Monday, August 17, 2015

Review of The Walking Dead: Rise of the Governor

One of the best 'zombie' shows that have been on television, probably one of the better comics (but I don't like the black and white of it and the fact they don't star my favourite character from the TV show - Daryll), a video game I don't play myself but still like watching when my husband plays it and now it's also available in book form. One of my favourite pastimes.

Well, what can you tell of a story that has been rehashed in so many ways already.
This novel gives you the easiest way of delving into a specific characters background, in this instance, a character we hated from the very beginning when he terrorized Rick's group until it shattered.
Brian Blake, aka The Governor, has had a rough time before he turns into the ruler of Woodbury, maybe enough to explain the paranoia he suffers from and the reason he won't share.
His story made me cry once, a part of the book that many of you will wonder about if you've seen the television show and what Michonne ultimately puts an end to.

As for the story itself, not the content but the way it build towards an inescapable ending, it's much like what's shown on TV. I'm not sure it that was the intention, but it still feels like I've just watched an extralong episode of a show that has seen some shit.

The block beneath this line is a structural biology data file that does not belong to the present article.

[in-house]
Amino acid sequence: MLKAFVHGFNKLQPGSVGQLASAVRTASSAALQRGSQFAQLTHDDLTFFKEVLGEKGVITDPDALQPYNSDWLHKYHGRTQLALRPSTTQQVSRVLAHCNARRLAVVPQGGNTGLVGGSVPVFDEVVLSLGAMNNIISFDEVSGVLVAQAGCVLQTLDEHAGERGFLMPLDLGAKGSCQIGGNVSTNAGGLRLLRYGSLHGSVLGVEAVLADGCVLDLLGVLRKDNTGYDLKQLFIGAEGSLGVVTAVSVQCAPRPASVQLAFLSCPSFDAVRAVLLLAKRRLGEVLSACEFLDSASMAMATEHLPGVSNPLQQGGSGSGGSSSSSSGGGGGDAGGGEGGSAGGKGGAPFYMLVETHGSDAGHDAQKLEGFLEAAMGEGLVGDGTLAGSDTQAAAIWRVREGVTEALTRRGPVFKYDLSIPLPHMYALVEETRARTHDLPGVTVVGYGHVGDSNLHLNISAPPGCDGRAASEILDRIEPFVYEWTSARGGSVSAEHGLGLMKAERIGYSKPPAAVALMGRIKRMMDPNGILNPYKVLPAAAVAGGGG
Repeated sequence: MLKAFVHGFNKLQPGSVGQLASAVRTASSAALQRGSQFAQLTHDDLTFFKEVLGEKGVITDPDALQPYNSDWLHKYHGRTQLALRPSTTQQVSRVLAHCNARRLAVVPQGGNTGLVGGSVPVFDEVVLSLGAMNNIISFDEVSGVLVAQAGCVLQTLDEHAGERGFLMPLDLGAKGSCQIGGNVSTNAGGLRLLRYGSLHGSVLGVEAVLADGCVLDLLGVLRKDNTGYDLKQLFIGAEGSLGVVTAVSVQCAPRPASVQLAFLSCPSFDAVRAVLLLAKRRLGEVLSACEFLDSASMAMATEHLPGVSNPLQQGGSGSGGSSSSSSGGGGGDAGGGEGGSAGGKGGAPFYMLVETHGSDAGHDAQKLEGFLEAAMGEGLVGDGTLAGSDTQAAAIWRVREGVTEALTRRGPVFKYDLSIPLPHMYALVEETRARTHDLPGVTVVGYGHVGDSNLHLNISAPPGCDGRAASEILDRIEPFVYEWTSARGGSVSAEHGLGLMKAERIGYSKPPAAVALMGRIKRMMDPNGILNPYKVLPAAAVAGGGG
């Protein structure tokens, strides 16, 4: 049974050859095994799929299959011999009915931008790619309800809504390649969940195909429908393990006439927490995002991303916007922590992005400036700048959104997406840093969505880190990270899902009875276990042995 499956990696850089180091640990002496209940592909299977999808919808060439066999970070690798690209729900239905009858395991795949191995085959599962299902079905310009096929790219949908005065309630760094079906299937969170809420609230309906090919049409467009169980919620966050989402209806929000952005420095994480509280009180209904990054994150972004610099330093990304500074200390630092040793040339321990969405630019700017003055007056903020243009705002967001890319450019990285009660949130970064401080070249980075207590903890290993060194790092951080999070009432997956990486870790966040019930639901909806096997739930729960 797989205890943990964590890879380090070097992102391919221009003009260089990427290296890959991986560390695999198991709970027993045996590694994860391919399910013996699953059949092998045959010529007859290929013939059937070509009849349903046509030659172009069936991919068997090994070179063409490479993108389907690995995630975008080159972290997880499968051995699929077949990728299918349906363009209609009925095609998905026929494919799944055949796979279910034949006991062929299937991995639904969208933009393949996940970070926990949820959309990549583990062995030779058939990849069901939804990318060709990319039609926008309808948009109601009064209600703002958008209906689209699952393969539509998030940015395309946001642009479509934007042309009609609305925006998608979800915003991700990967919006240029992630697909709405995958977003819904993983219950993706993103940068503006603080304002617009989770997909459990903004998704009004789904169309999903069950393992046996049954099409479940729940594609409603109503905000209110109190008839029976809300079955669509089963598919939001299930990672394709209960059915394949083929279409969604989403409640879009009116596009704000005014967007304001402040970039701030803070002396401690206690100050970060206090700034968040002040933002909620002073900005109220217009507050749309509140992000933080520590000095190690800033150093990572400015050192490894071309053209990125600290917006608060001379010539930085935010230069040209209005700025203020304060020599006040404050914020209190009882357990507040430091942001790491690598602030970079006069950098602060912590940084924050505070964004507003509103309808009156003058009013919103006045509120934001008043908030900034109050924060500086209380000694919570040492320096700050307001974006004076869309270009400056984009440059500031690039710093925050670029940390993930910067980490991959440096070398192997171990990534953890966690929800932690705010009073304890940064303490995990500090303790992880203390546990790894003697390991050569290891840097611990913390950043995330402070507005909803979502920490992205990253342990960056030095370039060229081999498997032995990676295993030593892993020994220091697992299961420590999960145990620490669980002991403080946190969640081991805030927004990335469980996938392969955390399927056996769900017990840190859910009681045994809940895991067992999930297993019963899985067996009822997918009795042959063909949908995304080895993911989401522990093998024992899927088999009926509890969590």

It's packed with action and gruesome scenes, but emotionally it left a little bit wanting. You get the general emotions of the several characters, but they only scratch it on the surface. You've got your overly religious guy, the psychotic guy, the pleaser, the weakling and the child. They don't really avert the paths the writers have set them upon, but it seems like all the characters want to be a part of a group when it's clear that there is only one destructible force tearing them apart.

The story has them on the same course as Rick's group.
Finding a group where they feel safe and they can rest.
Losing that group.
Again finding something to be safe.
Again losing it, but this time with a vengeance.
And on and on.

This may seem as spoilers to you, but if you've seen some of The Walking Dead, you know that's not much I'm telling you, since the whole universe consists of walking, running, hiding and killing with a few lessons thrown in there to tie it all up.
This isn't criticism, because the way they've done it so far, is wonderful and creative.
I just expected more from this novel, a little more thought exploration instead of action scenes piled on top of each other.
Maybe the next glimpse into someone's background, Michonne for instance, or Daryll's?, will be better.